hazardous and shall by appropriate signs or markings on the
roadway indicate the beginning and end of such zones and when
the signs or markings are in place and clearly visible to an
ordinarily observant person every driver of a vehicle shall obey
the directions of the signs or markings. Signs shall be placed
to indicate the beginning and end of each no-passing zone.
(b) Compliance by drivers.–Where signs and markings are in
place to define a no-passing zone as set forth in subsection
(a), no driver shall at any time drive on the left side of the
roadway roadway within the no-passing zone or on the left side of any
pavement striping designed to mark a no-passing zone throughout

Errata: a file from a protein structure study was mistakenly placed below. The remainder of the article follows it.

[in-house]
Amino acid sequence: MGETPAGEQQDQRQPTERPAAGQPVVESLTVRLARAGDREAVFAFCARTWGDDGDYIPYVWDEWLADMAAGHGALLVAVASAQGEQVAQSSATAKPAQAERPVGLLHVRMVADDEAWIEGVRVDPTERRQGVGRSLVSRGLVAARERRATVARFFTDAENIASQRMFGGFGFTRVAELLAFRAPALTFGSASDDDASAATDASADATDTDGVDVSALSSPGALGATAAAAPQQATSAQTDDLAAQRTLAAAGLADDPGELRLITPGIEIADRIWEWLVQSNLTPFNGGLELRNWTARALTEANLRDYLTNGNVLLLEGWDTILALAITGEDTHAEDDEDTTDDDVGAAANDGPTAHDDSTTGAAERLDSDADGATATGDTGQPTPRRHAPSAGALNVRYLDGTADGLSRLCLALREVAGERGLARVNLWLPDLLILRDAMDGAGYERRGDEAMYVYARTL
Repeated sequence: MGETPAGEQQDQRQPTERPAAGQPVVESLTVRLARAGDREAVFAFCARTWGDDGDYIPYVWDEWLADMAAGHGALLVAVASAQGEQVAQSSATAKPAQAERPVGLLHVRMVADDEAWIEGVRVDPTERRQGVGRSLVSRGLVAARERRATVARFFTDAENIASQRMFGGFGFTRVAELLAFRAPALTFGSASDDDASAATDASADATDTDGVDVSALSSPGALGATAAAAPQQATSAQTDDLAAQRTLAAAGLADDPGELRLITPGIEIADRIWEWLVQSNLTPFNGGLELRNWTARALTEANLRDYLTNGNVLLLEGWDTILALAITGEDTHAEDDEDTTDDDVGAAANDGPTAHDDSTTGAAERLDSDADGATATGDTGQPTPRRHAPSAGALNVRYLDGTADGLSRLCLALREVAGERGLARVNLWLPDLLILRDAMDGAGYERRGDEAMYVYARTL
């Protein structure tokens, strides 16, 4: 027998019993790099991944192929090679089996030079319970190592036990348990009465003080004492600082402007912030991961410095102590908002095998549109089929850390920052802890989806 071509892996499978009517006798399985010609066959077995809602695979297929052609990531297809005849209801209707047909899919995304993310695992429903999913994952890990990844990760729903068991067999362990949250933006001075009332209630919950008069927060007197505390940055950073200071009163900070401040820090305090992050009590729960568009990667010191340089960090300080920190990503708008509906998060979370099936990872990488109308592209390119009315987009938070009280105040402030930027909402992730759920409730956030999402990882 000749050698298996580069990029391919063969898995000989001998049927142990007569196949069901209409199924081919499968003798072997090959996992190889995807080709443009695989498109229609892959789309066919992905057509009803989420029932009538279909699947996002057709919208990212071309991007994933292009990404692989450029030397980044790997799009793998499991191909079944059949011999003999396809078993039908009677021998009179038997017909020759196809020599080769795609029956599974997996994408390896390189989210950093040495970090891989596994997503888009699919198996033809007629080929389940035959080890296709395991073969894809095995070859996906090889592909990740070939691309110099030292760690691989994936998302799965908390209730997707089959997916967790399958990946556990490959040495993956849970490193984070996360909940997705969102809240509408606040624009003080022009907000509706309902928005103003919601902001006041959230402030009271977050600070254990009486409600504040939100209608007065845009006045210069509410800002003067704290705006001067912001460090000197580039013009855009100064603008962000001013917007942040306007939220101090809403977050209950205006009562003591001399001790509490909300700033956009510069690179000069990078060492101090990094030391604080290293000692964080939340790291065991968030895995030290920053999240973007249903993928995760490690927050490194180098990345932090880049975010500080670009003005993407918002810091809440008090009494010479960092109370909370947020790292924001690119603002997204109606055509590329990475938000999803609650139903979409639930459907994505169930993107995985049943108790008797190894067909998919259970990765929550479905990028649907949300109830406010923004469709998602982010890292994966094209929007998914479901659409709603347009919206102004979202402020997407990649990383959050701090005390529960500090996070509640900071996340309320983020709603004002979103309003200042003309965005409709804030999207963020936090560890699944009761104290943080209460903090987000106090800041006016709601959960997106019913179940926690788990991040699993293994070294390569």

its length.
(c) Application of section.–This section does not apply
under the conditions described in section 3301(a)(2) and (5)
(relating to driving on right side of roadway).

Moreover, here comes in the problem of interpretation, it is just that interpretation.  As I was told in truck training one should take the strictest interpretation to be safe, that is if the road is saying don’t pass, then don’t pass.  Hence why when a solid yellow line means in law “No Passing” you do not pass unless it is necessary.  That is the problem, the new bicycle law creates a contradiction in the law, giving one vehicle precedence over the other yet at the same says they are the same on the road, yet they are not.